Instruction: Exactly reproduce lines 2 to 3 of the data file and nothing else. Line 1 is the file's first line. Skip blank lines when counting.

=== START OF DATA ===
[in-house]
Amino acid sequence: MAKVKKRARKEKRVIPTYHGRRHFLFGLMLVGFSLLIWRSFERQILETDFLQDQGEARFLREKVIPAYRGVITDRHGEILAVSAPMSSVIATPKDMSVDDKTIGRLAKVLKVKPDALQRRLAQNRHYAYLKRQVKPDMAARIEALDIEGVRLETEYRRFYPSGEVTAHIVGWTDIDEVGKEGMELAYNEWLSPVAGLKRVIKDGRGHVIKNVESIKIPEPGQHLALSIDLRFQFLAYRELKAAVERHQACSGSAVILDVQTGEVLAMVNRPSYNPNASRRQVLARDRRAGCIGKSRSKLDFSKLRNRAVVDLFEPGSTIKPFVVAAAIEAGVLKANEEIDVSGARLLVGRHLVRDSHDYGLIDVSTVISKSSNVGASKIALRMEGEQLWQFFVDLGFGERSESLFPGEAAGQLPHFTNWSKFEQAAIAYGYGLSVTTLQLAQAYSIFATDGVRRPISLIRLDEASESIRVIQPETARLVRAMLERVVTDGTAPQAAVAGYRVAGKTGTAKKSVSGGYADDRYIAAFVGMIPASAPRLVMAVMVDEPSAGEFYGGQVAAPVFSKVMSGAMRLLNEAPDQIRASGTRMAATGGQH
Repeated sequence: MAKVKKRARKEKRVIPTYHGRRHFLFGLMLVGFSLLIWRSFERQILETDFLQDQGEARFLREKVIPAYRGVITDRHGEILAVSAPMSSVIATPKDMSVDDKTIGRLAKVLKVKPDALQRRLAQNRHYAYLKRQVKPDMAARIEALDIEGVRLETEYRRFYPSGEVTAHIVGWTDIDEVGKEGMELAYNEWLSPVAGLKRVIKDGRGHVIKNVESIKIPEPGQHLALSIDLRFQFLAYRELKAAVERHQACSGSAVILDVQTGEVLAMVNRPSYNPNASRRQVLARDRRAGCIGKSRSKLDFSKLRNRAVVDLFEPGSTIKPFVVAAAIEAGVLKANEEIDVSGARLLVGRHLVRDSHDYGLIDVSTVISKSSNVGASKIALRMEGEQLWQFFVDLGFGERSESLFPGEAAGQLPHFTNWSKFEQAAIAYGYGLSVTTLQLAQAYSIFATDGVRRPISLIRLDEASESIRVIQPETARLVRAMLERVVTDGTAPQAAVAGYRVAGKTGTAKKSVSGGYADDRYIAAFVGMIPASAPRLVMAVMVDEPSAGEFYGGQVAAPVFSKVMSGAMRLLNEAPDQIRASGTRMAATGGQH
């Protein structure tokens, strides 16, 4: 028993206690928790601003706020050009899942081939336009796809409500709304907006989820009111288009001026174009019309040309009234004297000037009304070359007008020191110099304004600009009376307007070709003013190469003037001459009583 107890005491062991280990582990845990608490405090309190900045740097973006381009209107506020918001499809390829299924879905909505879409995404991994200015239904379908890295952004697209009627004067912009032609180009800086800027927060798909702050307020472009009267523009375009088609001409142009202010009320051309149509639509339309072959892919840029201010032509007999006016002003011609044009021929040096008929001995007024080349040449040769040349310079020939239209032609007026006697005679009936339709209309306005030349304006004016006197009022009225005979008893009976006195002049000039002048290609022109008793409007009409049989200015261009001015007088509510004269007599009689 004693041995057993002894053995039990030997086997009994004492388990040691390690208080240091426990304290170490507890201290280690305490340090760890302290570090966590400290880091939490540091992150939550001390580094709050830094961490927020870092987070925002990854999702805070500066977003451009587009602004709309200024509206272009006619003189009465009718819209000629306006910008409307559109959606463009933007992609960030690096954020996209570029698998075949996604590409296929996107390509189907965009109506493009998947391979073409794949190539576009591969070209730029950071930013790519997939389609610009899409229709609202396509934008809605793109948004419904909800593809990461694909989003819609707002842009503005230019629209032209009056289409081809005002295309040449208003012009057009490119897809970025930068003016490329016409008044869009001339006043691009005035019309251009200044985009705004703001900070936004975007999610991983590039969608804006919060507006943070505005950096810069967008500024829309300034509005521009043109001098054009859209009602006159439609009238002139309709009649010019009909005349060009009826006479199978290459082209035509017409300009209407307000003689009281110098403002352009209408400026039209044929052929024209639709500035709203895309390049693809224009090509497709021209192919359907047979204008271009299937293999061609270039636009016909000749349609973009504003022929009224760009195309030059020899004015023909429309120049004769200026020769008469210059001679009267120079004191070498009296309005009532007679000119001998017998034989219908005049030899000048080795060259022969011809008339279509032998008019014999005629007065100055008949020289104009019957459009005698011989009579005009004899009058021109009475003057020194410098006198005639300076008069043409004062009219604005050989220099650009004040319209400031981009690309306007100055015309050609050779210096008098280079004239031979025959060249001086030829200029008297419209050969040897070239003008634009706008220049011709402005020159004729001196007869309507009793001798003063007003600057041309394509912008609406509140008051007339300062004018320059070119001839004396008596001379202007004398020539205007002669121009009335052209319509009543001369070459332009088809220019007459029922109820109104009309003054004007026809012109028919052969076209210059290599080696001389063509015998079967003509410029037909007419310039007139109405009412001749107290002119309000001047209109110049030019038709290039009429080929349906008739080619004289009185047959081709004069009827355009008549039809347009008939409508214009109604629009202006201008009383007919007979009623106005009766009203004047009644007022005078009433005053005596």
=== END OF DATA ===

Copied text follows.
Amino acid sequence: MAKVKKRARKEKRVIPTYHGRRHFLFGLMLVGFSLLIWRSFERQILETDFLQDQGEARFLREKVIPAYRGVITDRHGEILAVSAPMSSVIATPKDMSVDDKTIGRLAKVLKVKPDALQRRLAQNRHYAYLKRQVKPDMAARIEALDIEGVRLETEYRRFYPSGEVTAHIVGWTDIDEVGKEGMELAYNEWLSPVAGLKRVIKDGRGHVIKNVESIKIPEPGQHLALSIDLRFQFLAYRELKAAVERHQACSGSAVILDVQTGEVLAMVNRPSYNPNASRRQVLARDRRAGCIGKSRSKLDFSKLRNRAVVDLFEPGSTIKPFVVAAAIEAGVLKANEEIDVSGARLLVGRHLVRDSHDYGLIDVSTVISKSSNVGASKIALRMEGEQLWQFFVDLGFGERSESLFPGEAAGQLPHFTNWSKFEQAAIAYGYGLSVTTLQLAQAYSIFATDGVRRPISLIRLDEASESIRVIQPETARLVRAMLERVVTDGTAPQAAVAGYRVAGKTGTAKKSVSGGYADDRYIAAFVGMIPASAPRLVMAVMVDEPSAGEFYGGQVAAPVFSKVMSGAMRLLNEAPDQIRASGTRMAATGGQH
Repeated sequence: MAKVKKRARKEKRVIPTYHGRRHFLFGLMLVGFSLLIWRSFERQILETDFLQDQGEARFLREKVIPAYRGVITDRHGEILAVSAPMSSVIATPKDMSVDDKTIGRLAKVLKVKPDALQRRLAQNRHYAYLKRQVKPDMAARIEALDIEGVRLETEYRRFYPSGEVTAHIVGWTDIDEVGKEGMELAYNEWLSPVAGLKRVIKDGRGHVIKNVESIKIPEPGQHLALSIDLRFQFLAYRELKAAVERHQACSGSAVILDVQTGEVLAMVNRPSYNPNASRRQVLARDRRAGCIGKSRSKLDFSKLRNRAVVDLFEPGSTIKPFVVAAAIEAGVLKANEEIDVSGARLLVGRHLVRDSHDYGLIDVSTVISKSSNVGASKIALRMEGEQLWQFFVDLGFGERSESLFPGEAAGQLPHFTNWSKFEQAAIAYGYGLSVTTLQLAQAYSIFATDGVRRPISLIRLDEASESIRVIQPETARLVRAMLERVVTDGTAPQAAVAGYRVAGKTGTAKKSVSGGYADDRYIAAFVGMIPASAPRLVMAVMVDEPSAGEFYGGQVAAPVFSKVMSGAMRLLNEAPDQIRASGTRMAATGGQH